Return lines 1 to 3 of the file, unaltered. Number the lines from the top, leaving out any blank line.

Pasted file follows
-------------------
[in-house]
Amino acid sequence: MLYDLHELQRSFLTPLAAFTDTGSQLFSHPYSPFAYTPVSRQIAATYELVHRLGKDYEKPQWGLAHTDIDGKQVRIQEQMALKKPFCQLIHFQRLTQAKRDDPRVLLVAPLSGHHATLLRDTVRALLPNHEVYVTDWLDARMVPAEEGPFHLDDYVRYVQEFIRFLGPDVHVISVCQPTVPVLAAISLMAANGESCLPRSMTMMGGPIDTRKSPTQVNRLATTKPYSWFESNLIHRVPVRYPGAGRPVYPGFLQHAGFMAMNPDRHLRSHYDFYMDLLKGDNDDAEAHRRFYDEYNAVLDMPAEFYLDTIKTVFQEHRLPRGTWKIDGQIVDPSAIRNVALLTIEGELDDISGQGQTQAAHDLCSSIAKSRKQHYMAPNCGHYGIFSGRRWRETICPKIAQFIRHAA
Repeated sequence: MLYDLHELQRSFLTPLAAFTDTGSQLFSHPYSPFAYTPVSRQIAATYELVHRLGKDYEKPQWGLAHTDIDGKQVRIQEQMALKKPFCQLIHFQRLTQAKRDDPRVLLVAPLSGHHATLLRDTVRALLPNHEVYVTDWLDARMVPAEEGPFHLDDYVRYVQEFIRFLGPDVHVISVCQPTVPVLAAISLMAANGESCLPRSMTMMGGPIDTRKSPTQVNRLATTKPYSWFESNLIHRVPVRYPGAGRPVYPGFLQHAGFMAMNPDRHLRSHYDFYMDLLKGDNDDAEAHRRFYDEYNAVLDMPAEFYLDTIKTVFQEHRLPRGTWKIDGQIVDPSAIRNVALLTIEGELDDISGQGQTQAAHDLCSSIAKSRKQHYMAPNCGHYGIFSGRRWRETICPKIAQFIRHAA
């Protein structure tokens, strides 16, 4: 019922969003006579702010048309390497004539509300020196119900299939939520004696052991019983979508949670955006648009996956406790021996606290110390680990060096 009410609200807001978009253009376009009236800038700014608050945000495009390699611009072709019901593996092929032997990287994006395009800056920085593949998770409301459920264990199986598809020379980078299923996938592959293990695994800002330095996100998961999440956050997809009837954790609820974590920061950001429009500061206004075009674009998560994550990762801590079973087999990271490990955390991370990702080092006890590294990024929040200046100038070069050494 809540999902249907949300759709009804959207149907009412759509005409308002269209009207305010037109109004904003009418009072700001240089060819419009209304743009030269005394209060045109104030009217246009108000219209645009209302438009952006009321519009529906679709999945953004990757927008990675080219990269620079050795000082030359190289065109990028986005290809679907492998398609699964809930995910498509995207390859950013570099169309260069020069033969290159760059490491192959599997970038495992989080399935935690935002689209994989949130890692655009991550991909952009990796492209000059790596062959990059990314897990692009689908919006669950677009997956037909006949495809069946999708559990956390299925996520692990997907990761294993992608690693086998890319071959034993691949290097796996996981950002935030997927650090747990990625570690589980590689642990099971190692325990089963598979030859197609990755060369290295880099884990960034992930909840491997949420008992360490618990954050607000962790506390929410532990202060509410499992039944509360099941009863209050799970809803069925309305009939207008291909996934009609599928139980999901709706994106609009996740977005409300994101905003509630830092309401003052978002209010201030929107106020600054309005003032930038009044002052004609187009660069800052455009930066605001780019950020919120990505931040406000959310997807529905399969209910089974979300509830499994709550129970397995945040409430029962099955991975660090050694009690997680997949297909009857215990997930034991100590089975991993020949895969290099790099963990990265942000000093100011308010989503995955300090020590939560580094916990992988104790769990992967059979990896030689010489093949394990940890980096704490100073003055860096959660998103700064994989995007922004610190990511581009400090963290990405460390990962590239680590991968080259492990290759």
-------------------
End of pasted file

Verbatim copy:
[in-house]
Amino acid sequence: MLYDLHELQRSFLTPLAAFTDTGSQLFSHPYSPFAYTPVSRQIAATYELVHRLGKDYEKPQWGLAHTDIDGKQVRIQEQMALKKPFCQLIHFQRLTQAKRDDPRVLLVAPLSGHHATLLRDTVRALLPNHEVYVTDWLDARMVPAEEGPFHLDDYVRYVQEFIRFLGPDVHVISVCQPTVPVLAAISLMAANGESCLPRSMTMMGGPIDTRKSPTQVNRLATTKPYSWFESNLIHRVPVRYPGAGRPVYPGFLQHAGFMAMNPDRHLRSHYDFYMDLLKGDNDDAEAHRRFYDEYNAVLDMPAEFYLDTIKTVFQEHRLPRGTWKIDGQIVDPSAIRNVALLTIEGELDDISGQGQTQAAHDLCSSIAKSRKQHYMAPNCGHYGIFSGRRWRETICPKIAQFIRHAA
Repeated sequence: MLYDLHELQRSFLTPLAAFTDTGSQLFSHPYSPFAYTPVSRQIAATYELVHRLGKDYEKPQWGLAHTDIDGKQVRIQEQMALKKPFCQLIHFQRLTQAKRDDPRVLLVAPLSGHHATLLRDTVRALLPNHEVYVTDWLDARMVPAEEGPFHLDDYVRYVQEFIRFLGPDVHVISVCQPTVPVLAAISLMAANGESCLPRSMTMMGGPIDTRKSPTQVNRLATTKPYSWFESNLIHRVPVRYPGAGRPVYPGFLQHAGFMAMNPDRHLRSHYDFYMDLLKGDNDDAEAHRRFYDEYNAVLDMPAEFYLDTIKTVFQEHRLPRGTWKIDGQIVDPSAIRNVALLTIEGELDDISGQGQTQAAHDLCSSIAKSRKQHYMAPNCGHYGIFSGRRWRETICPKIAQFIRHAA